With the Wormald Variation (5. Qe2) White avoids the Open Variation and plans, after castling short, to put the Rook on d1 and prepare the d2-d4 advance. Black usually continues with 5… b5 6. Bb3, and now has a choice between 6… Be7 and 6… Bc5.

Mackenzie Variation (5. d4) aims to initiate a very concrete play at an early stage of the game. Nevertheless, Black is able to obtain quite good prospects with 5… exd4 6. O-O Be7 7. Re1 b5 8. Bb3 d6.

Exchange Variation Deferred (5. Bxc6) is a slightly odd option for White, since the only drawback of knight’s placement on f6 is the inability to play f7-f6. Anyway, the game tends to become closed, e.g. like after 5… dxc6 6. d3 Bd6 7. Nbd2 Be6 8. O-O O-O.

[Diagram: Black to Move] White has just taken the Bishop on b4, expecting his opponent to do the same, but there is something better. How can Black make use of the e-file and seize the initiative?

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NEW UPDATED OPENING LINE

[August 31, 2016] Updated Opening Line by Borki Predojević:
Queen’s Gambit Declined, Alatortsev Variation

[Line 062 : 1. d4 d5 2. c4 e6 3. Nc3 Be7 4. cxd5 exd5 5. Bf4 c6]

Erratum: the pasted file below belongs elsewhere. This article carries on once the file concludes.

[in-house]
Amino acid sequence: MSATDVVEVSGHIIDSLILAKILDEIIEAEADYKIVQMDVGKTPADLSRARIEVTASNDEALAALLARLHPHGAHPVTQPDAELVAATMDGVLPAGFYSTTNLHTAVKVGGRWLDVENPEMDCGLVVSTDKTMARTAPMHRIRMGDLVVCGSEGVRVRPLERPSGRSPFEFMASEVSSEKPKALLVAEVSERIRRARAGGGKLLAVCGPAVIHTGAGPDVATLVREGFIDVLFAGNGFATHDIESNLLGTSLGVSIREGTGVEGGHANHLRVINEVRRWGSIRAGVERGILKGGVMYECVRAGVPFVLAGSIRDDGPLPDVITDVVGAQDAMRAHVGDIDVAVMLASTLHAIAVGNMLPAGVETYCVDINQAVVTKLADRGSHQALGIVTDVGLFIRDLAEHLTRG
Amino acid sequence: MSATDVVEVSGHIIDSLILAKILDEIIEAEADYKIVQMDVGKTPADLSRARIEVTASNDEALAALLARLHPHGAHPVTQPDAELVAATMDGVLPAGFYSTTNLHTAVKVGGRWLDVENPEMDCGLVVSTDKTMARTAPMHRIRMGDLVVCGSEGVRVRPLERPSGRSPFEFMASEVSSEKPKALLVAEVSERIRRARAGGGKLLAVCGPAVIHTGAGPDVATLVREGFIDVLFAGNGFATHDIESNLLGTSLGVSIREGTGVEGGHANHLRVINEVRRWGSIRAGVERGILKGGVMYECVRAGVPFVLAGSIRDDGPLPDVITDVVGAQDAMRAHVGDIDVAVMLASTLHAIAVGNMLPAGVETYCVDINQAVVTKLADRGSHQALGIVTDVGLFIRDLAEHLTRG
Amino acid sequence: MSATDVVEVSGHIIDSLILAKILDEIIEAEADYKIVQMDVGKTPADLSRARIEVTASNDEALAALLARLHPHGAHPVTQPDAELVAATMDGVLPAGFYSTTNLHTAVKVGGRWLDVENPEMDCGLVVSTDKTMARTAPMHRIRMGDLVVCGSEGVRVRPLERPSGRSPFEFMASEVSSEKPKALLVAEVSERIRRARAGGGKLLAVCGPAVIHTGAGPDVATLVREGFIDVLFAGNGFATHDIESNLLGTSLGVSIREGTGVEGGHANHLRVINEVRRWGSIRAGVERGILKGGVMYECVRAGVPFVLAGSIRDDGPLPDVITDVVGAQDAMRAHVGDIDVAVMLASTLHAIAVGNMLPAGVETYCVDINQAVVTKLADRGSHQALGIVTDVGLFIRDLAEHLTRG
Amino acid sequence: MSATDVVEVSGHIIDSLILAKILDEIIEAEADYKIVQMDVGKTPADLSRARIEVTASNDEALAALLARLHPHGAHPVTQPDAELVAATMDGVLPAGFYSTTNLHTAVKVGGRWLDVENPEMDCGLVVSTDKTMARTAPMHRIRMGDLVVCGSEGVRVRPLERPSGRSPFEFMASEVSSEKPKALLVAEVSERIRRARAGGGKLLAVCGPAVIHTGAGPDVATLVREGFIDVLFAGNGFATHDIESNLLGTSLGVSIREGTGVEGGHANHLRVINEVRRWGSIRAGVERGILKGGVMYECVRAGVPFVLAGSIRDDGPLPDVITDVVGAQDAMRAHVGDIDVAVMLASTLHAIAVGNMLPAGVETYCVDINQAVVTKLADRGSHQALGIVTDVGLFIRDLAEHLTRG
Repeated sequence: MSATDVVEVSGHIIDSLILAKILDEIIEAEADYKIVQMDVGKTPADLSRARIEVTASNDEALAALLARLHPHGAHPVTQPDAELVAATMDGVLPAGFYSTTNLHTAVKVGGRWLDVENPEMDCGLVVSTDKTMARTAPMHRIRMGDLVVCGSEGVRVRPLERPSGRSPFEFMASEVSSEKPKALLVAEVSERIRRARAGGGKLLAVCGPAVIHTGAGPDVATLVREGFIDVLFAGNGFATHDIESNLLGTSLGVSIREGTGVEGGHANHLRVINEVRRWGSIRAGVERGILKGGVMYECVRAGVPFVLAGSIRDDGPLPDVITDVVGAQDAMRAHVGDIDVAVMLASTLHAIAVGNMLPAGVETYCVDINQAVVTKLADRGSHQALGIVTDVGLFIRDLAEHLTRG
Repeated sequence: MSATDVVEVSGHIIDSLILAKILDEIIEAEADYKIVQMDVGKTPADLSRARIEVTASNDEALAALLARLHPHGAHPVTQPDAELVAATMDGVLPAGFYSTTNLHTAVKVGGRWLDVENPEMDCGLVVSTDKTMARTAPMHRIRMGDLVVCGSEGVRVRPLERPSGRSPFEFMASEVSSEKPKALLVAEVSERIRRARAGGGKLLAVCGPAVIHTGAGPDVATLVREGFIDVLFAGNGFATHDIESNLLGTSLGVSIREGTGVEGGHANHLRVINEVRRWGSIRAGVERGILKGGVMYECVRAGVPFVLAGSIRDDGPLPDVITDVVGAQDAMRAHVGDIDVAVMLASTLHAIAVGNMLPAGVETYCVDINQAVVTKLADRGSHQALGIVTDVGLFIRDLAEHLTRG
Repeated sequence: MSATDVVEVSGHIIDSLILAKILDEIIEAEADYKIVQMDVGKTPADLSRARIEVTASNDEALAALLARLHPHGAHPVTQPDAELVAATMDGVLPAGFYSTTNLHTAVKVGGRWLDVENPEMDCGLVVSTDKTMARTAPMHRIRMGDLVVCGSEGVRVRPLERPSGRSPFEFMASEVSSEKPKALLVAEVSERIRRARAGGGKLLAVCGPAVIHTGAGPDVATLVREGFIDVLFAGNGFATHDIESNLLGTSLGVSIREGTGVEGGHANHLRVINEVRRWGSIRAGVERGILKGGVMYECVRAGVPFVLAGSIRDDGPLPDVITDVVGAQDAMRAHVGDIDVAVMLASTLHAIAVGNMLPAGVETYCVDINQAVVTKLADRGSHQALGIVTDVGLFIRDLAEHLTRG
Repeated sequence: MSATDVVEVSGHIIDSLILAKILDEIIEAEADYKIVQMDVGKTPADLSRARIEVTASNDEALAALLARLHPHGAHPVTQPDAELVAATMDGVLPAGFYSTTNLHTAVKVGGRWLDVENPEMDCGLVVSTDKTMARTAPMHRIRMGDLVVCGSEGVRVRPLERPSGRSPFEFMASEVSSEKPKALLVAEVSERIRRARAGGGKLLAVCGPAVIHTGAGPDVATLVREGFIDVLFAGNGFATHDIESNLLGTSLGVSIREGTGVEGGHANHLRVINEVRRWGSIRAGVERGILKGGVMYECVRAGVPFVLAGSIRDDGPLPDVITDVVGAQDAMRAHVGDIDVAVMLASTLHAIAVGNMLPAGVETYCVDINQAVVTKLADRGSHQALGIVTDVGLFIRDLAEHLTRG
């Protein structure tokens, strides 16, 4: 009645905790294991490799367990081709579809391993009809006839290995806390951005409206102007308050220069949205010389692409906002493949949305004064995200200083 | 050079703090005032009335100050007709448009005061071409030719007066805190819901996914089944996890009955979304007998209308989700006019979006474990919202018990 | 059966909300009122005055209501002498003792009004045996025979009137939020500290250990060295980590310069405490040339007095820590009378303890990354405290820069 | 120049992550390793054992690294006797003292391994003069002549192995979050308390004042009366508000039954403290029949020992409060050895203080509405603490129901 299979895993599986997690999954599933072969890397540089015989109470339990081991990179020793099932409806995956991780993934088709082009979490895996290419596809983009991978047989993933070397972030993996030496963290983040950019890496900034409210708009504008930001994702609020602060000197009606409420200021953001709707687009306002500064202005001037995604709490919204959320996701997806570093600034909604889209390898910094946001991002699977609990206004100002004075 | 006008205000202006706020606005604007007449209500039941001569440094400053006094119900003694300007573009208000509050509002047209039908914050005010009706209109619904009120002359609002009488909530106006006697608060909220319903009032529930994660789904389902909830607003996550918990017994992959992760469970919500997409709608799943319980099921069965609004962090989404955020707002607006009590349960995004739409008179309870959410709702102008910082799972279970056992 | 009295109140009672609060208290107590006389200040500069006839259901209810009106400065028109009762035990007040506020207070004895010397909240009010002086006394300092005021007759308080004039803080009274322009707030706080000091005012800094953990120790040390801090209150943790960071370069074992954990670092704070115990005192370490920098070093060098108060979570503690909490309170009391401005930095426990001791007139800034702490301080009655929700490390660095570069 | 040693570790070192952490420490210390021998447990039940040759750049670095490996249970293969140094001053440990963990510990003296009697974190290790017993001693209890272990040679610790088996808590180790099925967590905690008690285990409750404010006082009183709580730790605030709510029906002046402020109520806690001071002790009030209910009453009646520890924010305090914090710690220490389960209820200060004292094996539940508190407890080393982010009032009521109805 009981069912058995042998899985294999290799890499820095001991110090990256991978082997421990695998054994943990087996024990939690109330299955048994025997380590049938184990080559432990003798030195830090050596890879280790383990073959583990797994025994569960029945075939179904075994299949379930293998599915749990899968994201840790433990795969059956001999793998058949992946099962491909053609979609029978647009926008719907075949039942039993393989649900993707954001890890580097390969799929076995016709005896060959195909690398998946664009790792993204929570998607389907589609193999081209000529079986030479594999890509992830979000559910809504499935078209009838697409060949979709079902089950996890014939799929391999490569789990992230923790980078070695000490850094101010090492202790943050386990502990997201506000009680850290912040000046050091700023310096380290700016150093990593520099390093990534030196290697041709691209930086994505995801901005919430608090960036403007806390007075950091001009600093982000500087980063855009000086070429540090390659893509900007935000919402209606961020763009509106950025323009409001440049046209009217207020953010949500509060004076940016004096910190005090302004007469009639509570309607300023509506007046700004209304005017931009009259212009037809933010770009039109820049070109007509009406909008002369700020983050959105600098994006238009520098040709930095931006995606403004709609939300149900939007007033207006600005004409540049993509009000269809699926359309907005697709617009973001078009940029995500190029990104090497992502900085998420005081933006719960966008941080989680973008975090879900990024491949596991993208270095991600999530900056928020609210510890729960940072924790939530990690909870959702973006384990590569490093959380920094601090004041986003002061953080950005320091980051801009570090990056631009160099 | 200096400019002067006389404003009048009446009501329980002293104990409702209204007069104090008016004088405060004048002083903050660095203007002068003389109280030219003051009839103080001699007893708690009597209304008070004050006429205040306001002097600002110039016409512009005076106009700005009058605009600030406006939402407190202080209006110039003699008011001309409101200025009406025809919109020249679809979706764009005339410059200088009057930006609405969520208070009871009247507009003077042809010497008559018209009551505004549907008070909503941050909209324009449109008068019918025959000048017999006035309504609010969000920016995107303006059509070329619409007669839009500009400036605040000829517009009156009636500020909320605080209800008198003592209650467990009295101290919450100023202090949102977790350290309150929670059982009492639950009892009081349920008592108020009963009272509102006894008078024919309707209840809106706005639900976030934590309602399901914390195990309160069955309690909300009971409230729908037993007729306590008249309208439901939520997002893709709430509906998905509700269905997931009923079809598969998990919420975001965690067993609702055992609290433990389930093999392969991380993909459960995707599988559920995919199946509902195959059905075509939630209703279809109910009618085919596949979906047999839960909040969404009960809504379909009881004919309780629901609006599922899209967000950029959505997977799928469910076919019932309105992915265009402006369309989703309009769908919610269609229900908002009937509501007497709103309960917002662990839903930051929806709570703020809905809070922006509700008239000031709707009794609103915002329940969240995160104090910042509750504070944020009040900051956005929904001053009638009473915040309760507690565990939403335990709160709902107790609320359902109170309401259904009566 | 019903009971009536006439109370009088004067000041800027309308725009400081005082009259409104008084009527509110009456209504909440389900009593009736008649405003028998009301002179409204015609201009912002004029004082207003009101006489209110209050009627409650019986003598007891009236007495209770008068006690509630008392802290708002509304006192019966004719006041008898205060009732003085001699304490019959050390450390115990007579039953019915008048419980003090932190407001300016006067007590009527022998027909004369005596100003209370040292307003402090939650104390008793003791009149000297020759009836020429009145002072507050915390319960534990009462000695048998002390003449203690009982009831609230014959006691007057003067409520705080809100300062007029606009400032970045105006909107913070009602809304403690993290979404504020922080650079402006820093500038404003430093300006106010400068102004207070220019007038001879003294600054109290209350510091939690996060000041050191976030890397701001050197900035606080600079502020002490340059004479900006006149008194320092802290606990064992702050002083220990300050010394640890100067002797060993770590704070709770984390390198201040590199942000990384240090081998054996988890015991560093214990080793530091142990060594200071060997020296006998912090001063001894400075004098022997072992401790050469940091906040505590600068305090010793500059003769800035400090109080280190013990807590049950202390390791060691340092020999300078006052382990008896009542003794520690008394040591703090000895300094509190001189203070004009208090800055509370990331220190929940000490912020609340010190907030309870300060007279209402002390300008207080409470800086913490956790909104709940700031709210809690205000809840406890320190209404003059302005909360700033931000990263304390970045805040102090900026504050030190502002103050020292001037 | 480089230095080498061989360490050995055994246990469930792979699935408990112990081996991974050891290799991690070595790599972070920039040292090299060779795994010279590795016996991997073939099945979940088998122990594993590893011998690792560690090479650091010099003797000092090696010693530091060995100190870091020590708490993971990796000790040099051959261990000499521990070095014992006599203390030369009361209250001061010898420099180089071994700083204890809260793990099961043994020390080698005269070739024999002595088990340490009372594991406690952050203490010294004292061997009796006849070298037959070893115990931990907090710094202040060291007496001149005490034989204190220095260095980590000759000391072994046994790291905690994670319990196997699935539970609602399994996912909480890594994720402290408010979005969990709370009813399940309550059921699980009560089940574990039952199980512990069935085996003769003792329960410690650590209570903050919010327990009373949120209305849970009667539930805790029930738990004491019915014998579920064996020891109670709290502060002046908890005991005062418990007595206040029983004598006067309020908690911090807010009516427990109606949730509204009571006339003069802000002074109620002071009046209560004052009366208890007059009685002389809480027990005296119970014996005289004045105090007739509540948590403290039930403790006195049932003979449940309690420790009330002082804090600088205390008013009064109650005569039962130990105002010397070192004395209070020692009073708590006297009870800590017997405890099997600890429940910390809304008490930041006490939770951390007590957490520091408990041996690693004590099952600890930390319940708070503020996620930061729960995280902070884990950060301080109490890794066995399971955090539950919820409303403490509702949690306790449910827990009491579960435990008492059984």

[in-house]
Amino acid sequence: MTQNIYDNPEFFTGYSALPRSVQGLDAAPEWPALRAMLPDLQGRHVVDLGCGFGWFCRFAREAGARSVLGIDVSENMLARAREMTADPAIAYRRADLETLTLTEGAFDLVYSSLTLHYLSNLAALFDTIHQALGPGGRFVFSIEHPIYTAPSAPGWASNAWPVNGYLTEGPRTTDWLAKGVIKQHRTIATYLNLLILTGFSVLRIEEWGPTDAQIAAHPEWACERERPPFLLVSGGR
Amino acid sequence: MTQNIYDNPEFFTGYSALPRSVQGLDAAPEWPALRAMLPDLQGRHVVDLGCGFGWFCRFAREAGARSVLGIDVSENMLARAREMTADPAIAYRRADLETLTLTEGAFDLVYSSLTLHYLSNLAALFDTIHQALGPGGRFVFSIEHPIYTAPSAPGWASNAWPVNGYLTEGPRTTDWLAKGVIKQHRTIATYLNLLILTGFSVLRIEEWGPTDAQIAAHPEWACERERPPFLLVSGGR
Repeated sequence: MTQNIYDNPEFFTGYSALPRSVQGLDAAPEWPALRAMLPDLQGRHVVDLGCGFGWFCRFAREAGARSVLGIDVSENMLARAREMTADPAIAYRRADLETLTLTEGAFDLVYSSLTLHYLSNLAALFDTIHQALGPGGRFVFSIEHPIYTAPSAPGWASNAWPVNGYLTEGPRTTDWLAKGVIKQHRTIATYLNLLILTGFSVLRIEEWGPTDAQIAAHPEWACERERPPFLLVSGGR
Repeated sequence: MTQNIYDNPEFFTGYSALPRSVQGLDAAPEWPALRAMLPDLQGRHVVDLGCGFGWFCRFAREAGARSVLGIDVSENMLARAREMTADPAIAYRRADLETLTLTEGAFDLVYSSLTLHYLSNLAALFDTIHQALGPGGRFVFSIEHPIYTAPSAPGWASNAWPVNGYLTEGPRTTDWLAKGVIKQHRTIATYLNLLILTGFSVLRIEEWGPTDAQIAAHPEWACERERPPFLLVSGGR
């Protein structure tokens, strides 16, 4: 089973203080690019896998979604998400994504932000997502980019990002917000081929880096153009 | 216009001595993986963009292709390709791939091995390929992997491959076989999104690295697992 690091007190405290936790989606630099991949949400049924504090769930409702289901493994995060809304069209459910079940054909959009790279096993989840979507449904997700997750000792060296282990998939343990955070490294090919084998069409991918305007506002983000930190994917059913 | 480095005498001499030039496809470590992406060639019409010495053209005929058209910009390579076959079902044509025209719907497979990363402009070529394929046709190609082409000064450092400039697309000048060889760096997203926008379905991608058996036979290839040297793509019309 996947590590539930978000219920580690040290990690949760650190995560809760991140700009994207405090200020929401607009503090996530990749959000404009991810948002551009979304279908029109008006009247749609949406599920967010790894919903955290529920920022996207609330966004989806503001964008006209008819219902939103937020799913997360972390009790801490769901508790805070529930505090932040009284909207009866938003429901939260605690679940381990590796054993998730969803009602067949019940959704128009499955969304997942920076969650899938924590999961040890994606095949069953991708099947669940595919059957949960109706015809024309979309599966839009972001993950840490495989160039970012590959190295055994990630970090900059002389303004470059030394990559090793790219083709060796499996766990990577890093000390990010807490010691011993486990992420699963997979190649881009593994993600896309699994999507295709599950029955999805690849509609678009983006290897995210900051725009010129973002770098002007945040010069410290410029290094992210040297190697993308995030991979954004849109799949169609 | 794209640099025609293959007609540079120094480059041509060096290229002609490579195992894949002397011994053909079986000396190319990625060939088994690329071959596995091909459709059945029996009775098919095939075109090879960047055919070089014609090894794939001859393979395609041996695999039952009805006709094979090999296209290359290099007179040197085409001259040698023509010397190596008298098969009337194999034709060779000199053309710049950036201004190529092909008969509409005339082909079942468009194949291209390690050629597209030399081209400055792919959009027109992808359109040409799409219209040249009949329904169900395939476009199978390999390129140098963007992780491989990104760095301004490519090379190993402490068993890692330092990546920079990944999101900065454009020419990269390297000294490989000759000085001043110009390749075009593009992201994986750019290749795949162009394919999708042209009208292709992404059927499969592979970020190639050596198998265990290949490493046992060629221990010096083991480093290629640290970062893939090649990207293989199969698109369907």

The Alatortsev Variation of the Queen’s Gambit Declined can be frequently seen on the highest level, which speaks enough of its reputation. As an alternative to the main 6. e3, White has 6. Qc2, aiming to delay development of the black Bishop to f5. Black’s best way to react is either 6… Nf6 or 6… Bd6, since moves like 6… g6 or 6… Bg4 seem insufficient for full equality.

On the other hand, after 6. e3 Black should proceed with 6… Bf5, where the most challenging attempt for White is 7. g4. Since after 7… Bg6 8. h4 Black gets into trouble, he should probably reply with 7… Be6. Here, White has a wide range of options, but 8. h4 is the biggest challenge to his opponent.

[Diagram: White to Move] Black is a pawn up, but also seriously behind in development. What is the best way for White to seize the initiative?

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NEW UPDATED OPENING LINE

[August 30, 2016] Updated Opening Line by Bojan Vučković:
Sicilian Defense, Alapin Variation (incl. Barmen Defense)

[Line 417 : 1. e4 c5 2. c3 without 2… Nf6]

Line 417 deals with different Black’s reactions to the Alapin Variation of the Sicilian Defense. Detailed coverage of move 2… Nf6 can be found in our Lines 419-420, and the main focus of this line is the so-called Barmen Defense – 2… d5 3. exd5 Qxd5. Since moves like 4. Nf3 and 4. Na3 hardly pose any problems for Black, White usually continues 4. d4, where the most frequently played 4… Nf6 can be found in our Line 418.